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Hi,
can somebody comment on these, and tell me what you think in terms of meaning, how common they are, etc.?

Do it the way I told you.
Do it how I told you.
Do it like I told you.
Do it as I told you.

It's unbelievable how he can still walk with only a leg.
It's unbelievable the way he can still walk with only a leg.

It doesn't really look like I wanted.
It doesn't really look the way I wanted.
It doesn't really look how I wanted.

I don't like the way she looks at me.
I don't like how she looks at me.


Thanks Emotion: smile
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KooyeenHi,
can somebody comment on these, and tell me what you think in terms of meaning, how common they are, etc.?

Do it the way I told you.
Do it how I told you.
Do it like I told you.
Do it as I told you.
To me, these all mean the same thing; the last one would be the least common, and the second one sounds the most informal, in my opinion.

It's unbelievable how he can still walk with only a one leg.
It's unbelievable the way he can still walk with only
a one leg.
Both sound equally natural to me if you change 'a' to 'one'.

It doesn't really look like I wanted (it to).
It doesn't really look the way I wanted
(it to).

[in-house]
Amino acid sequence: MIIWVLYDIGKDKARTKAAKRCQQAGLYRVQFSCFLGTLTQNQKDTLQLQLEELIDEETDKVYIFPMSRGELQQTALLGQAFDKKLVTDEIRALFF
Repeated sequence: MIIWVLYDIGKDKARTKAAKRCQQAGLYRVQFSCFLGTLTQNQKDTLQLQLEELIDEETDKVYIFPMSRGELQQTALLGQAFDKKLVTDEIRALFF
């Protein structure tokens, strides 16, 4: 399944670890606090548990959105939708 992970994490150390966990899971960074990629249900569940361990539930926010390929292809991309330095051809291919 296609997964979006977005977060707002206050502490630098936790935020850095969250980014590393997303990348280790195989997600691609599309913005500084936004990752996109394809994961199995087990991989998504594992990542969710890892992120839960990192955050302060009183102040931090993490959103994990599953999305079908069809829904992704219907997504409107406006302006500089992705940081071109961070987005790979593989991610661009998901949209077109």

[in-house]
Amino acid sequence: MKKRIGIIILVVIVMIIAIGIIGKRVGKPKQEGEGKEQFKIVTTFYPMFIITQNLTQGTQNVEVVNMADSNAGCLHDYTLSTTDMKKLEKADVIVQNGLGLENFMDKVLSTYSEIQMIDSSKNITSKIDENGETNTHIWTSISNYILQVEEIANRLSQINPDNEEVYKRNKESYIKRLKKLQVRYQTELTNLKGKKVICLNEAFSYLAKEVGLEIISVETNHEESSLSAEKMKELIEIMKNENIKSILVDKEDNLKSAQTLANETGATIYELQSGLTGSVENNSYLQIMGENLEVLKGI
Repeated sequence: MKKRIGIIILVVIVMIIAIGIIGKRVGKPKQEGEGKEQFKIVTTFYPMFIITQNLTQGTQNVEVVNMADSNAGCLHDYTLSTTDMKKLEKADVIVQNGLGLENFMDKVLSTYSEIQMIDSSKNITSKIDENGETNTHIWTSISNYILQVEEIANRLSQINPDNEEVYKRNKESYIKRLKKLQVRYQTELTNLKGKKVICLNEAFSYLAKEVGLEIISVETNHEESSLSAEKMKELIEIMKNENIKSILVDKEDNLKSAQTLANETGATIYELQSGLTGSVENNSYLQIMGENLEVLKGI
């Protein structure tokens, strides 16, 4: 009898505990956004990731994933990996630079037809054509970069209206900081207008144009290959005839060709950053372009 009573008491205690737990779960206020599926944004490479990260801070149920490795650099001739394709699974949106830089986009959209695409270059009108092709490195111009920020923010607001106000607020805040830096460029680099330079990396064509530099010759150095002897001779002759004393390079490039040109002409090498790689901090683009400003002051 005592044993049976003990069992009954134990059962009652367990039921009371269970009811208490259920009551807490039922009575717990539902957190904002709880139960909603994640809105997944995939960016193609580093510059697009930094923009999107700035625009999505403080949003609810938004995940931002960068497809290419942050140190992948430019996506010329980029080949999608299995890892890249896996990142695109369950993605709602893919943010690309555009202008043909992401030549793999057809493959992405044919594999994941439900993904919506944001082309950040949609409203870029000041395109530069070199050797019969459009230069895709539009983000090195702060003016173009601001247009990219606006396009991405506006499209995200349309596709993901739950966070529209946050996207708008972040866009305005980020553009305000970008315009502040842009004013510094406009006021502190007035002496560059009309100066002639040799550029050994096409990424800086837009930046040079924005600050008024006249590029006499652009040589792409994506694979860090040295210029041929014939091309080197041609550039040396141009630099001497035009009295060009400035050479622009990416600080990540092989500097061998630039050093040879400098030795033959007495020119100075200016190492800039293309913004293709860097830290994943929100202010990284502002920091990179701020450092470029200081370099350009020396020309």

It doesn't really look how I wanted
(it to).
To me, the first two would be the most likely. I also think people are likely to add 'it to' rather than to simply omit it.

I don't like the way she looks at me.
I don't like how she looks at me.
For some reason that I haven't yet identified, I prefer the first sentence in the simple present tense, and would be more likely to also feel comfortable with the second in the present continuous.

Thanks Emotion: smile

Comments  
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These are all acceptable ways of phrasing these sentences in colloquial American English. In more formal, careful English the use of "like" and "how" as subordinate conjunctions (Do it how I told you. Do it like I told you. And so forth) would not be as acceptable--meaning that the other sentences might be preferable in that context. But in everyday conversation, these constructions are interchangeable for most speakers.
Ok, that was really helpful, thank you so much guys! Emotion: smile